So it seems I am a little behind on blog posts, but I have seen so many beautiful cities–some for the first time, some with wonderful memories–these past two weekends, and I got to see them with my parents! Taking on the role of unofficial tour guide, I was very excited to show them exactly why I love Spain so much and hope that they fall in love with it too. Our weekends included learning a little bit of Spanish, getting a little lost, trying new food, and getting to see some gems of Spain! The itinerary of their 11 days here went Madrid for the first weekend, Toledo for the day that Sunday, then they would head to Barcelona while I had class in Cáceres, meeting up that following Thursday to head down to Sevilla together. This post will focus on Madrid and Toledo.
I was so excited to finally see Madrid and be able to act like a tourist. For me, Madrid was always simply a means of getting somewhere else. We took a train there to go to the airport or to another city by train, but never had I really gotten a chance to explore it. Our first stop on Friday morning after fighting through some jet lag (on their part) was the Royal Palace. The Palacio Real in Madrid was built by Felipe V and loosely styled off of Versailles in France.
While it is not the permanent residence of today’s royal family, it is still used for formal ceremonies and get togethers–none of which we were invited to. Open to the public are only 50 of the 2800 rooms built and decorated in this enormous palace–every one of which is a different style. I knew I had already decided that being a Spanish princess would be a great idea but seeing this palace furthered my desire. The intricate detail in every nook and cranny of this place was breath taking–though sometimes a little over the top. It would suit a king very well.
It was a rainy weekend in Madrid, so we were happy to have the opportunity to stay inside and have tea with the parents of some close family friends who live in Madrid. While I was looking forward to this very much, I knew it was also going to be very daunting for me: they only spoke Spanish and my parents only spoke English. So I had a solid two and a half hours of translation practice between my parents and Los Abuelos as we caught up after not seeing each other for about 9 years! It was great practice and wonderful company plus, we had a large range of Spanish dulces to test, which my dad and I gladly volunteered to do.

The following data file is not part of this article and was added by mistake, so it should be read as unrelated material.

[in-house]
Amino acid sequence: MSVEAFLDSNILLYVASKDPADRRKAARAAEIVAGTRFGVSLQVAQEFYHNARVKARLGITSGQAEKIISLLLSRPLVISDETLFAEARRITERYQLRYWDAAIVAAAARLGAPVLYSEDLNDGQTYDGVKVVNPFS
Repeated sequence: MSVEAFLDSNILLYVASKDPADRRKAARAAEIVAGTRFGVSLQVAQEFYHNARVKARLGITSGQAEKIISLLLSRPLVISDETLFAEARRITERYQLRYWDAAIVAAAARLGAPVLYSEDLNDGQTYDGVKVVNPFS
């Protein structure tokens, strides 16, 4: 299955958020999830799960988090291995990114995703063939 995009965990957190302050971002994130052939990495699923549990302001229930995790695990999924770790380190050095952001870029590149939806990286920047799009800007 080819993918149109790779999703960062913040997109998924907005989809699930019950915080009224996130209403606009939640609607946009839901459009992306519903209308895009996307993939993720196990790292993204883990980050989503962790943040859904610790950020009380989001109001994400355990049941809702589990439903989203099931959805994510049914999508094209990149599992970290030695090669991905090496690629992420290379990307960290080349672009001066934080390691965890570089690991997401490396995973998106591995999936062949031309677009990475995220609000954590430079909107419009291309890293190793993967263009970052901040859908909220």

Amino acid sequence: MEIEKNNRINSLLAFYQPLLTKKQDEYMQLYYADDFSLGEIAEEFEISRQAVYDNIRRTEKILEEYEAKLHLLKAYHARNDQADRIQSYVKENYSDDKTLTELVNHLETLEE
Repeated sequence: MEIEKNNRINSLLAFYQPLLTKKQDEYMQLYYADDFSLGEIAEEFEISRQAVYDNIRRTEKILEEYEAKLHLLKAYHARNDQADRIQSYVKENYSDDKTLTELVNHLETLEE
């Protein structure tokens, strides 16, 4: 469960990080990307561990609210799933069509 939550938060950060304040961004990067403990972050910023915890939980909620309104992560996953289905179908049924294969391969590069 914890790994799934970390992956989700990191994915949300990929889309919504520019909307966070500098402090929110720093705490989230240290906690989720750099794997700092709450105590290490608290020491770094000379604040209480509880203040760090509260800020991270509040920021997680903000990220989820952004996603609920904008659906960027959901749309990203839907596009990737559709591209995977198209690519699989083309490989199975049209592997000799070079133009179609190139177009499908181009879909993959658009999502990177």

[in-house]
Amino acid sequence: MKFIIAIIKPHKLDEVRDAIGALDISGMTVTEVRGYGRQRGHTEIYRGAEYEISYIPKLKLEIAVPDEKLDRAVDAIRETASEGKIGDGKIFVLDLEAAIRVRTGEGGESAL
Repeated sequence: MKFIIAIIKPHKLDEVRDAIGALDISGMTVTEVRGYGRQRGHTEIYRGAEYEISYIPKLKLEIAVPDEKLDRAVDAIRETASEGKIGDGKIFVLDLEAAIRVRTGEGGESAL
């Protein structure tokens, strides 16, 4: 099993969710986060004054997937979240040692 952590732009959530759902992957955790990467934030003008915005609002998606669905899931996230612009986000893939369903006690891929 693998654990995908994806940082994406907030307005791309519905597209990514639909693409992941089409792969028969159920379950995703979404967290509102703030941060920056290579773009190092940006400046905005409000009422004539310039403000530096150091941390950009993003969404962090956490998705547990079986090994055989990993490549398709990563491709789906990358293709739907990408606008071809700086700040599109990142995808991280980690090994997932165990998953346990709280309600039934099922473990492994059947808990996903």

After two days of rain in Madrid, we luckily had a beautiful Sunday to spend in Toledo for the day. Part of the immense culture in Spain are the smaller towns that have each been ruled by three to five dynasty’s and/or religions since their founding, bringing all of these cultures together to make the town what it is today. While Madrid, Barcelona, and Sevilla are beautiful it is hard to get that medieval feeling that you do in a city like Toledo. So we took the 30 minute AVE (high speed train) ride out to this city on a hill to learn about the country’s former religious capital.
Toledo (pronounced toe-laaay-dough, Mom) is famously known in the states for the saying “Holy Toledo!” because that is exactly what it was. With roots from the Romans, Jews, Visigoths, Muslims, and Christians this city was once the holiest in the land–marked by its enormous Cathedral that stands today. If you ever visit this city, while I always recommend a map, this is the only place I would say don’t bother. The winding streets were so confusing and frustrating to navigate, I finally put it away. The city is small enough to find your way back, and on the way you will find lovely little shops and cafes as well as some of the highlights of the city!
Castilla la Mancha, the province where Toledo is, is famous for two of its old inhabitants: El Greco, a painter who brought Toledo to fame through his artwork, and Miguel de Cervantes who wrote Don Quixote. With this being the 400th anniversary of the death of El Greco (fondly nick named “The Greek”), there are huge exhibitions of his work throughout the city. So huge, that we couldn’t even get in to see it! But I did get to pose with a new friend:
While sight seeing was lovely, I think what my parents really enjoyed was the new food they got to try. Well, hopefully they enjoyed it…eyes, scales, tails, teeth and all!
Despite the looks of it, it tasted amazing! And my dad, so proud of his bit of Spanish skills would always love to tell the waiter. Therefore, when he would come by and ask “Que tal todo?” about our food, my dad would answer “Mucho gusto!!” with a lot of excitement. The waiter would stand there…smiling slightly confused before he would nod and walk away. My dad turned to me and asked “What happened?” and I said “The waiter asked ‘How is everything?’ and you told him ‘Nice to meet you!'” Luckily we cleared that up before they left for Barcelona without me!